By Patrick Jackson
The US military revealed a heat-ray gun, the Active Denial System (ADS), to reporters this week.
The heat gun's dish could make a target for an RPG
The technology brings a new, more disorientating dimension to crowd control.
Rioters know where they are with a water cannon: they can see where the cooling is coming from.
Likewise, tear gas smokes before it stings and baton rounds are meant to bounce before they hit the crowd.
A millimetre-wave beam is different: a hot blast which, at a maximum range the Pentagon says is 10 times greater than that of other "non-lethal weapons", effectively comes out of nowhere, silently and invisibly.
Longer, lighter, simpler
"Imagine you're a marine guarding your post and you see some suspicious-looking people coming towards you at a distance," said Susan LeVine, principal deputy of the Joint Non-Lethal Weapons (JNLW) Directorate which tested the system.
RIOT CONTROL MILESTONES
1958: British Army use CS tear gas in Cyprus
1960s: Lorry-mounted water cannon used in US
1960s: UK uses baton rounds - wood, rubber, finally plastic
1980s: Pepper spray - a bear repellent - adopted by US police forces
"You will be able to engage them at a point well beyond small-arms range so that you can give them a clear signal to stop," she told the BBC News website.
Bill Sweetman, technology and aerospace editor for Jane's Information Group, believes the primary purpose of the heat-ray gun will be to disperse a crowd which could be concealing gunmen.
The beam, he says, has advantages over existing non-lethal weapons other than range:
- it is more economical, as you can keep generating power pulses in different directions while there is petrol in the generator
- it is less indiscriminate than tear gas and less cumbersome than water cannon
- it is more accurate as it travels at the speed of light and is not subject to the effect of wind
'Not to be trusted'
The heat beam may be an advance on the water jet but it is causing alarm for other reasons.
"What happens when people are in the first rows of a dense crowd and cannot flee?" asks Dr Steve Wright, associate director of Leeds Metropolitan University's Praxis Centre, which studies conflict resolution technology.
"How do subjects exposed from a distance know where to flee from the beam?
"People hit the pain waves and don't know which way to run."
Such a weapon also has the potential to cause panic and deadly stampedes, Dr Wright says.
He is also concerned that America is developing weapons of "tuneable lethality" whereby "you can tune in the amount of pain the weapon provides, from heating to death".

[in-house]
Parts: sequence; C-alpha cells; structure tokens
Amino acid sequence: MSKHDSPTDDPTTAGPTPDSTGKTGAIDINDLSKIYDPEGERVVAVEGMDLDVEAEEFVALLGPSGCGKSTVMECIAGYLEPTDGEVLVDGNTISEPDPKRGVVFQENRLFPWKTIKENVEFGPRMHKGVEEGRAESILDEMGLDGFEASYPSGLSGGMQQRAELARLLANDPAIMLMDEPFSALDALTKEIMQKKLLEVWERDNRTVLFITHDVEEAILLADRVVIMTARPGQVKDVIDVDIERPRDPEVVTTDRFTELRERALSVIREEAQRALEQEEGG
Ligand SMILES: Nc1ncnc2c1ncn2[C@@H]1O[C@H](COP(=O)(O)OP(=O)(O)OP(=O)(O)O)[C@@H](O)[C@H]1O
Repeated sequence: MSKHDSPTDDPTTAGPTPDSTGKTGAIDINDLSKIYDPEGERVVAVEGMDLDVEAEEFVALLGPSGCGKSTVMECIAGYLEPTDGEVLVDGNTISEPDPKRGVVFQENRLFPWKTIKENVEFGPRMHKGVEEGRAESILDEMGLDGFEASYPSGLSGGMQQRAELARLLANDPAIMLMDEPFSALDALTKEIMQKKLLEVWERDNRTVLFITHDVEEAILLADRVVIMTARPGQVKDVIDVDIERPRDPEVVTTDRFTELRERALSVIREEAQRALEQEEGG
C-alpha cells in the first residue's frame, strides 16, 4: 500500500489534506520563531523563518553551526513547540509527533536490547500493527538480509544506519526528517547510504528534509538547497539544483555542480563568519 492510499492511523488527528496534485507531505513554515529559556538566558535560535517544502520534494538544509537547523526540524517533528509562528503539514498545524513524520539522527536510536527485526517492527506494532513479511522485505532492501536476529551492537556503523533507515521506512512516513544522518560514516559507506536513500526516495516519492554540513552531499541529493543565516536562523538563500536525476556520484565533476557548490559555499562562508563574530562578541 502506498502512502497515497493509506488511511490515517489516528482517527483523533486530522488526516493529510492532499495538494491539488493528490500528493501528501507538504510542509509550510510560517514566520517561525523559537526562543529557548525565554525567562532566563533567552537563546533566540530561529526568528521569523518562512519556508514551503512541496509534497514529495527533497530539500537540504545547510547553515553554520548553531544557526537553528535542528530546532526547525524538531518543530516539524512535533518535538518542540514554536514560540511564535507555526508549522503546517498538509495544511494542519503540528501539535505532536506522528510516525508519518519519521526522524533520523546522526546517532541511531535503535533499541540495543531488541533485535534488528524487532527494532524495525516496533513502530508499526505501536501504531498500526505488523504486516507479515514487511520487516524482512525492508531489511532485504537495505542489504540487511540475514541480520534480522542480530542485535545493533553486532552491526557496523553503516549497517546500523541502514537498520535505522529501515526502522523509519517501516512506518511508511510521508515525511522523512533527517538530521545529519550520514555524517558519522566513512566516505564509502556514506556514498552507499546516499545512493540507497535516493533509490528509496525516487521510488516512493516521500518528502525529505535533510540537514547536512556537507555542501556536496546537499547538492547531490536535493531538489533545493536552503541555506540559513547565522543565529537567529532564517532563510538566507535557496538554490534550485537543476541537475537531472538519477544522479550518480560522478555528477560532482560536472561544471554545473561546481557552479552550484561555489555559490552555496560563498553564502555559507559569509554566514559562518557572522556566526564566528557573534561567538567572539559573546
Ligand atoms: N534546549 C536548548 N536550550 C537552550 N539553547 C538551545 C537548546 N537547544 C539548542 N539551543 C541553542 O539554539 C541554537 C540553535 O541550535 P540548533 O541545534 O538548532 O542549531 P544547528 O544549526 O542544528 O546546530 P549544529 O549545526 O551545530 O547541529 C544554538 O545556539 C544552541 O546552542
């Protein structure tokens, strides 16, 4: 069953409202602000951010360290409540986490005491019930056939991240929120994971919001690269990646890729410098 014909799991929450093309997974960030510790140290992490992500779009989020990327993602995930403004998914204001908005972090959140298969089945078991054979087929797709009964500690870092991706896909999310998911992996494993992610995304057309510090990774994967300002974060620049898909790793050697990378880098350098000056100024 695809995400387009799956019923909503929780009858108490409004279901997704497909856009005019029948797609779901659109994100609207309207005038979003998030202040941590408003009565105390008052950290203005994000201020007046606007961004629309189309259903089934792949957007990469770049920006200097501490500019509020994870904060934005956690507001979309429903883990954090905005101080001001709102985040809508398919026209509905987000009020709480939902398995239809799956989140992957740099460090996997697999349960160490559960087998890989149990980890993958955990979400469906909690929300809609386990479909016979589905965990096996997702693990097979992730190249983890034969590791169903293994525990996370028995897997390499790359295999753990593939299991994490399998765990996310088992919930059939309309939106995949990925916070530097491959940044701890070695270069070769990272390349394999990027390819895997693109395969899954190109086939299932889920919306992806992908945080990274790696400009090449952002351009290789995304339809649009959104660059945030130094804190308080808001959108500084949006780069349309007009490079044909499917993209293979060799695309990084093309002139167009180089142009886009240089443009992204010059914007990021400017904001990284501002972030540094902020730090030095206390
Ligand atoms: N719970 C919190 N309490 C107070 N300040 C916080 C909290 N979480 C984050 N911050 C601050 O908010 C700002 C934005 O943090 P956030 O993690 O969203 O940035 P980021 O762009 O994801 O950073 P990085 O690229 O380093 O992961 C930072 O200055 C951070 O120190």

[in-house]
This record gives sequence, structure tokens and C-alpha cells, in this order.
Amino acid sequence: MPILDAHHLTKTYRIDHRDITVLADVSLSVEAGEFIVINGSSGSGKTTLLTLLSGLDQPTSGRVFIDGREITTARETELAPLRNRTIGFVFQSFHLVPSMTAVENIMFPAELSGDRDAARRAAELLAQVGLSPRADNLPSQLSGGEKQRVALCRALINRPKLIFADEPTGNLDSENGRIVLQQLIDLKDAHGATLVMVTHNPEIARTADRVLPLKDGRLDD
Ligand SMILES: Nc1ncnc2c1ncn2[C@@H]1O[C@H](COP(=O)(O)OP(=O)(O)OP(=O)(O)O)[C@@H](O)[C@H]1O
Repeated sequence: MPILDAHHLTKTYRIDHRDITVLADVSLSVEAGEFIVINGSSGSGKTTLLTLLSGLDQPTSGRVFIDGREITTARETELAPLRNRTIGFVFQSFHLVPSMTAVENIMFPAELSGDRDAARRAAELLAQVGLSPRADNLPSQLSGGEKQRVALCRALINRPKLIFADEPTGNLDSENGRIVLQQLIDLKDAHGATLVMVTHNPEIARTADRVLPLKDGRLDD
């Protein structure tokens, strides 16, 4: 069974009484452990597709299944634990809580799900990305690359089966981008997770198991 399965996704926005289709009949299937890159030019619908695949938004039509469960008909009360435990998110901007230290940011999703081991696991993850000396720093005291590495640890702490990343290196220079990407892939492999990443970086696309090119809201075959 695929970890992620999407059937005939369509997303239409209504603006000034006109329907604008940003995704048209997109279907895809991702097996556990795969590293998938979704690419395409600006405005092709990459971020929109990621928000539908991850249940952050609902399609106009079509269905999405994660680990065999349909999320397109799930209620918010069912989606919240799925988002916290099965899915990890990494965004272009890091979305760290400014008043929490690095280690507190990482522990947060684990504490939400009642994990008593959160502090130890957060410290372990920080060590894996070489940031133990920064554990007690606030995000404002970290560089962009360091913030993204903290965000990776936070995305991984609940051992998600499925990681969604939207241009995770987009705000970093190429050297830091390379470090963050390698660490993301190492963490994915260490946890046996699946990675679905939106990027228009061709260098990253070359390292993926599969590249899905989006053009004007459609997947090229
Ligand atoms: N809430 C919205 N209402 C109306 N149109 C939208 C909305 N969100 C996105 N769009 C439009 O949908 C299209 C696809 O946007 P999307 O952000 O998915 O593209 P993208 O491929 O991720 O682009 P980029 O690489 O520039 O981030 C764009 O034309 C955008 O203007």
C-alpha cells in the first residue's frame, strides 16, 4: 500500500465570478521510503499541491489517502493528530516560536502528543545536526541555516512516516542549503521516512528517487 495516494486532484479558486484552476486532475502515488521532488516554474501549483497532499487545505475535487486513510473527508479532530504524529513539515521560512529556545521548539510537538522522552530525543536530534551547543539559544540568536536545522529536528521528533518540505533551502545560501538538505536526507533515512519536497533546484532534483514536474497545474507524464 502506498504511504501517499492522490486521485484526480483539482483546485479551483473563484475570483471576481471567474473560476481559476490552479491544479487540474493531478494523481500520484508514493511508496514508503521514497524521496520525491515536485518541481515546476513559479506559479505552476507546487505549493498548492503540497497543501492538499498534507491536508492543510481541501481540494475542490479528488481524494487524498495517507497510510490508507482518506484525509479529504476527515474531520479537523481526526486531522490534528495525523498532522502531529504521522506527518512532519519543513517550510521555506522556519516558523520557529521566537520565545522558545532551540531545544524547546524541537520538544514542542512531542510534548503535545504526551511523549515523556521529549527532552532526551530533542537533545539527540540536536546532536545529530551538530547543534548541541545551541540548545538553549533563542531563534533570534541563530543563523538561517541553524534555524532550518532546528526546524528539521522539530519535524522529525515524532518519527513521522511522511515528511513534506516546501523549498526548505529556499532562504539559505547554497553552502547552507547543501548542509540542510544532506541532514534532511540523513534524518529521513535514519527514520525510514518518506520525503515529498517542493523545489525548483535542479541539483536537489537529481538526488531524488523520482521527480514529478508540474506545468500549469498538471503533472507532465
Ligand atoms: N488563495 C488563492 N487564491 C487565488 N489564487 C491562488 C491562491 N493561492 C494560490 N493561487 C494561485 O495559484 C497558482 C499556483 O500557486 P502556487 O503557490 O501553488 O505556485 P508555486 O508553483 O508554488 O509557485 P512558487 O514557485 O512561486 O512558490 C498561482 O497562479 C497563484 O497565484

Put to the test
Alan Fischer, media relations manager of Raytheon, which built the ADS as well as making its own commercial version Silent Guardian, is concerned that some people have been likening the technology to a microwave oven.
Some of the confusion may arise from the fact that Raytheon built the first microwave oven back in 1947.
The millimetre wave may, like microwaves and radars, operate in the radio frequency spectrum but it is
"only designed to go a very shallow distance into the skin", Mr Fischer told the BBC News website.
"This has nothing to do with microwaves or microwave cooking or anything like that," he says.
Dr Wright asks if Pentagon tests on healthy service volunteers adequately reflect the potential effect on pregnant women, children and babies.
Ms LeVine, one of the 600-odd people exposed to the beam in tests, says that health tests have been rigorous:
"We've looked at the risk of injuries, at the risk of skin cancer, birth defects, impact on fertility and everything has proved to be negative."
Chinks in the armour?
But how vulnerable might it be in the field to what the Pentagon calls "counter-measures"?
Dr Wright suggests that something as simple as household foil and "a fine metal mesh in front of the eyes" could counteract it.
Attempts to get around the beam would only prove its value, Ms LeVine argues.
"The point of ADS is to assess intent so if somebody is coming at you and they have knocked up something that clearly shows they are going to try and get by this beam, the system has already done its job," she says.
Bill Sweetman questions whether the Humvee-mounted version of the ADS - a "pretty obvious target" - would be vulnerable to a rocket-propelled grenade.
As far as Ms LeVine is concerned, "a lot of vehicles would be vulnerable to an RPG".
But the Jane's editor is not convinced the heat-ray gun will prove a decisive weapon.
"It is a bit of a uni-tasker and my feeling is that uni-taskers of one kind or another seldom cause military revolutions," he says.
It may serve its military purpose well enough, Mr Sweetman adds, but law enforcement is a different story.
"I don't think you would use this unless you thought there was a risk of the other side escalating it into lethal force," he says.
"I don't think you would use this against a bunch of Millwall football fans on the rampage."
HOW HEAT-RAY GUN WORKS
1 360-degree operation for maximum effect
Antenna, linked to transmitter unit, can be mounted on vehicle
Automatic target tracking
2 Antenna sealed against dust and can withstand bullet fire
3 Invisible beam of millimetre-wave energy can travel over 500m
4 Heat energy up to 54C (130F) penetrates less than 0.5mm of skin
Manufacturers say this avoids injury, although long-term effects are not known